I really hope it’s not ‘too soon’, but you never know. ‘Too soon’, of course, is the response topical jokes about catastrophes sometimes receive when the public mood is not quite ready for light to be made of whatever disaster, tragedy or scandal is being targeted by a comedian. It was also the response to several statements, articles and speeches written by very serious people in 2001, following the terrorist attacks on the Twin Towers on 11 September. Several columnists, activists and philosophers were vehemently criticized within the first few months following the September 11th attacks, for daring to ask certain questions or make certain observations about the events. And even now, as I consider bringing them up nine years later, I suspect some people will be muttering: ‘too soon’ and wishing I’d be quiet.
But that is simply because ‘soonness’ has nothing to do with why people objected then (as they do now) to certain things being said about 9-11. It’s the same impulse that makes ordinarily rational people object to a mosque being built near the site of the Twin Towers (in which a Muslim prayer room operated peacefully for many years). Because of the great number of people killed in that area, on that day, both have taken on a kind of sacred character for many. This is understandable for the friends and relatives in particular of those who died, but it should not preclude us from asking a question that several people were lambasted for asking nearer to the time: was there anything fundamentally more important about the people killed on September 11 than all other people?
Philosophers and critics who pointed out that while the events of September 11 were tragic and horrible they were not that out of keeping with what was experienced by the rest of the world were attacked for being outrageous, disloyal and speaking ‘too soon’. Is it still too soon now to ask why we still care so much about the 3,000 victims of that attack while even then we could hardly muster as much sympathy for the 20,000 who died in India that January? Is it too soon to ask why every civilian casualty in America should be venerated and mourned, while in our wars in the Middle East they should not even be counted?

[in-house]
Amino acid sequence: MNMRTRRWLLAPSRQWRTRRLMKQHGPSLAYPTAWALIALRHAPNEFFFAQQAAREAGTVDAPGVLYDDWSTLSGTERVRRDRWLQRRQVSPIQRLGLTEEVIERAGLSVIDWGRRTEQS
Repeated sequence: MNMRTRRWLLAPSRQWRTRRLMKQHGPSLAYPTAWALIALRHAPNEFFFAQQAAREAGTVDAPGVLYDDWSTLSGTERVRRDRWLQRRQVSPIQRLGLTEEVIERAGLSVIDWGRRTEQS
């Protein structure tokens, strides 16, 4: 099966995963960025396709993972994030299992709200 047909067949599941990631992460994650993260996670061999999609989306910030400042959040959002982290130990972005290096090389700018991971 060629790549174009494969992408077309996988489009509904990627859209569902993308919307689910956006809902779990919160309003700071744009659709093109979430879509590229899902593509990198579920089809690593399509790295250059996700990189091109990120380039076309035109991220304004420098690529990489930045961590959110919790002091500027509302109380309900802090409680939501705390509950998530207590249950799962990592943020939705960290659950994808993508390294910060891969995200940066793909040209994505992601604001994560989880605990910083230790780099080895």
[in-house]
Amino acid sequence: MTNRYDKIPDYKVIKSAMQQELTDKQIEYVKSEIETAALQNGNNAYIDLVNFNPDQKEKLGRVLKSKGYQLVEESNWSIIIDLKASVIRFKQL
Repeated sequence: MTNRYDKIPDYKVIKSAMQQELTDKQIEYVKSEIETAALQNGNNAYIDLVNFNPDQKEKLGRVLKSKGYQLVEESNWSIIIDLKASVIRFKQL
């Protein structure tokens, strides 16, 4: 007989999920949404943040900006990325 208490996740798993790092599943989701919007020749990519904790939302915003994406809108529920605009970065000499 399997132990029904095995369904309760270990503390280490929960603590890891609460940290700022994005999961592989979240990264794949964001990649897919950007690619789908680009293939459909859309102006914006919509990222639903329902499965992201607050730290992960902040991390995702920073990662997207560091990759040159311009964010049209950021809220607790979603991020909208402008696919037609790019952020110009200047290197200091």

Is it still too soon to genuinely ask the question: ‘Why do they hate us?’ without resorting to cartoon answers that assume madness, fanaticism or unadulterated evil and take no factors into account like the historic and economic oppression of Muslim countries by western powers or of the millions of children that had died in Iraq due to American sanctions and been deemed ‘acceptable’ by the US Secretary of State?
Is it still too soon to point out that American lives (and British lives, for that matter) are not nor have they ever been, more valuable than those of civilians or combatants in states with whom we are at war or in regions where our friends or companies commit misdeeds? Is it still too soon to ask Christians in particular to recognise this fact?
Is it too soon to compare the motives of the hijackers to the motives of those who pushed for the Iraq invasion for moral worth?
Is it still too soon to start comparing the numbers of dead in Afghanistan and Iraq, through military conflict and subsequent chaos, on both sides, to the numbers killed on September 11?
I’m not saying that all or even any of these questions would in any way justify the taking of human life (on September 11 2001 or any other day). I am also not saying that the dead from the Twin Towers should not be mourned, and that with respect and dignity. But the ‘war on terror’ continues. Iraq and Afghanistan will live for generations with the consequences of the actions undertaken by governments we elected in response to 9-11. If we don’t ask questions now, or some time soon, we never will. And we will make the same awful mistakes again.